By Kevin Flanagan
BSD Bruins Senior Staff Writer
My, oh my, maybe pigs can fly after all.
Showing a restraint that was called for in many places – including here – Bruins general manager Don Sweeney and team president Cam Neely finally got it right at the NHL trade deadline; basically, standing pat, while adding an afterthought depth piece in forward Drew Stafford for a conditional sixth-round pick from the Winnipeg Jets.
Hallelujah, here’s hoping the B’s brass has at last seen the light. Since coming together as the power couple running the Bruins franchise, Sweeney and Neely have done little right when it comes to the NHL roster. They got bullied into trading Dougie Hamilton at the draft in the spring of 2015. They traded Reilly Smith for the only skating manikin known to man, Dorchester’s own Jimmy Hayes, that same summer.
The same day they made the Hayes deal, they ponied up for five years and nearly four million dollars a year for Matt Beleskey, who then at the age of 27, had just managed to score 22 goals for the first time in his career. At last year’s deadline, they foolishly spent four draft picks for John-Michael Liles and Lee Stempniak; while idiotically refusing to deal the most valued forward at the time Loui Eriksson, and ended up getting nothing for their most valuable asset when he left for the Vancouver Canucks in free agency last summer.
Maybe, just maybe, things are beginning to change for the better on Causeway Street. After a colossal fall from being one of the top two or three model franchises in the NHL just a handful of years ago, they entered this season viewed as pretty much a team in a steep decline. Seemingly unable to recognize their own ineptness, they stubbornly held on to a head coach whose team had quit on him in two consecutive springs, determined to make the round peg that was Claude Julien’s vaunted defensive system fit into the speed and skill square hole that the NHL game is becoming.
While it is easy to argue that they took way too long to kick Claude to the curb, the fact of the matter is, they finally did, and they have been rewarded with a 7-1 rebirth under interim head coach Bruce Cassidy. The man they call Butch seemingly has had the Midas touch with the black and gold, something that is evident in the comments of a number of his players, including center Ryan Spooner and goaltender Tuukka Rask.
“It might’ve been kind of on me not really playing to the potential that I have, but at the same time . . . I just don’t think that he really liked me as a player,” said an obviously more relaxed Spooner this week. “It looks like we’re playing pretty happy hockey,” noted Rask following the B’s win over the Kings in Los Angeles last Thursday night. “Guys are moving and skating and trying to create a lot of offense.”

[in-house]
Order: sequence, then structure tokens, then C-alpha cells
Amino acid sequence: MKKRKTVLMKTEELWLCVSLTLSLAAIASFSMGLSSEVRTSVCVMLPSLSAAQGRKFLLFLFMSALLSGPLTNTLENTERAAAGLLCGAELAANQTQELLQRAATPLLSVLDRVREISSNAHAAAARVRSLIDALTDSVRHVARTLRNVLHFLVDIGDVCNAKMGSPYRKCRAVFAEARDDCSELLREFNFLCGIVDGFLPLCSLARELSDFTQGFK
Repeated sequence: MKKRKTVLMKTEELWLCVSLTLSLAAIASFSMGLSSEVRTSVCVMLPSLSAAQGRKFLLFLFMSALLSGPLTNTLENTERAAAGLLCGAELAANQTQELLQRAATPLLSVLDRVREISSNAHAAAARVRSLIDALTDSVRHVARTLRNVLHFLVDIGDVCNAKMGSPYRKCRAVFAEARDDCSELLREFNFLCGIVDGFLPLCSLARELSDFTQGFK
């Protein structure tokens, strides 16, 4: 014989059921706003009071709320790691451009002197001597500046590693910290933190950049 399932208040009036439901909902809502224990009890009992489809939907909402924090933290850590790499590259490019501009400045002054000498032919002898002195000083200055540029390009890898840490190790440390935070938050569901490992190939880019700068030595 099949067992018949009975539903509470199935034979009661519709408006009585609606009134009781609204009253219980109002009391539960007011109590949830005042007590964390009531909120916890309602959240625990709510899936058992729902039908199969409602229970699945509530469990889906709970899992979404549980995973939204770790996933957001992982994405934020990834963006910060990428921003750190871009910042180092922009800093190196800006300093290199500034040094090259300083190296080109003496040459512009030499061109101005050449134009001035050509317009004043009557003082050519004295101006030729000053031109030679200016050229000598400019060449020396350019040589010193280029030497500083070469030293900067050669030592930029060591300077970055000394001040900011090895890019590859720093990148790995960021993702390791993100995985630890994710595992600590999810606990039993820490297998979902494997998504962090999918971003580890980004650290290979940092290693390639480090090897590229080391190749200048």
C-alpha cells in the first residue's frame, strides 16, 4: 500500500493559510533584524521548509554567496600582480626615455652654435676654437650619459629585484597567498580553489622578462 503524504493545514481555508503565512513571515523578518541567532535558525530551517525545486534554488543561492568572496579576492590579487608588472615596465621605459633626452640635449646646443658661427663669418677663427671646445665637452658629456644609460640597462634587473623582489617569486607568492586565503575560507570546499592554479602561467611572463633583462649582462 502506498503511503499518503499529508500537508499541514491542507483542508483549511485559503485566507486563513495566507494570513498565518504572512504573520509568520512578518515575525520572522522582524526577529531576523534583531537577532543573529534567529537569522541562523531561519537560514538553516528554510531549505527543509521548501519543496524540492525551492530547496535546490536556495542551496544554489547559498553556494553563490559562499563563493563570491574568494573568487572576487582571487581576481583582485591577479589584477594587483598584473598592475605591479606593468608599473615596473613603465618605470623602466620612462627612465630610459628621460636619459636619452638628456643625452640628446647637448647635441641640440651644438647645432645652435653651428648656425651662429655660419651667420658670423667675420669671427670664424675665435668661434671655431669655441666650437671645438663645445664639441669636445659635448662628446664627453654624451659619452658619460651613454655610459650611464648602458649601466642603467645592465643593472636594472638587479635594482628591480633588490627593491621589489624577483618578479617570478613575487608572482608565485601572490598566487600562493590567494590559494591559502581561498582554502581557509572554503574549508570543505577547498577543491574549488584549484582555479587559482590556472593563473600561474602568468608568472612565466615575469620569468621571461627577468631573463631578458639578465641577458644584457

Whether it is the liberation from the iron hand of Claude, or the more free-wheeling style of play that Cassidy has allowed them to introduce, there is no escaping that the Bruins as a team, both now and going forward, seemingly have a much brighter future than they did just a month ago.
Finding out what they have on their roster as far as the kids are concerned is, without a doubt, the best way to go not only for this season; but for the future of the franchise. The third line, which, until the deadline deal for Stafford, was composed of two prospects – Spooner and Frank Vatrano – and an anchor – Hayes – has been on fire since Claude was gassed.
I have NHL execs, scouts, coaches, players telling me they envy what #NHLBruins have coming in pipeline. Future is bright!
— Jimmy Murphy (@MurphysLaw74) March 1, 2017
Colin Miller, who despite being sat down for Liles this week for perhaps an audition for a trade, has the potential to be part of the core of the Bruins rebuilt defense, along with Brandon Carlo. And depending how deep the Boston University Terriers go in the NCAA college hockey tournament this spring, the B’s will most likely get their first look at what everyone calls a future top pairing D-man, Charlie McAvoy, in a matter of weeks.
For the first time in recent memory, the talking heads in the NHL are talking up the Bruins prospects. Fellow Terrier Jakob Forsbacka-Karlsson – a forward, and another top B’s pick – is also considered a possibility to turn pro after the tournament, and theoretically could be wearing a Bruins sweater before the year is over.
Finally, it seems the light at the end of the tunnel is not a late-season collapse destine to rip the heart out of Bruins fans this spring. And while making the playoffs would be great – and should certainly be the goal of a team that is playing its best hockey right now – the end game should – and with today’s lack of panic moves by the B’s brass – looks like it is, making the team a contender down the road with the kids in the system.
Personally, I hate the inevitable “who won the trade deadline” talk that will no doubt be spoken of in the coming days and weeks. Nevertheless, by doing practically nothing on Wednesday, the future of the Bruins franchise is the real winner as a result of their patience.
Follow on Twitter @KevinMFlanagan. Email at firstname.lastname@example.org.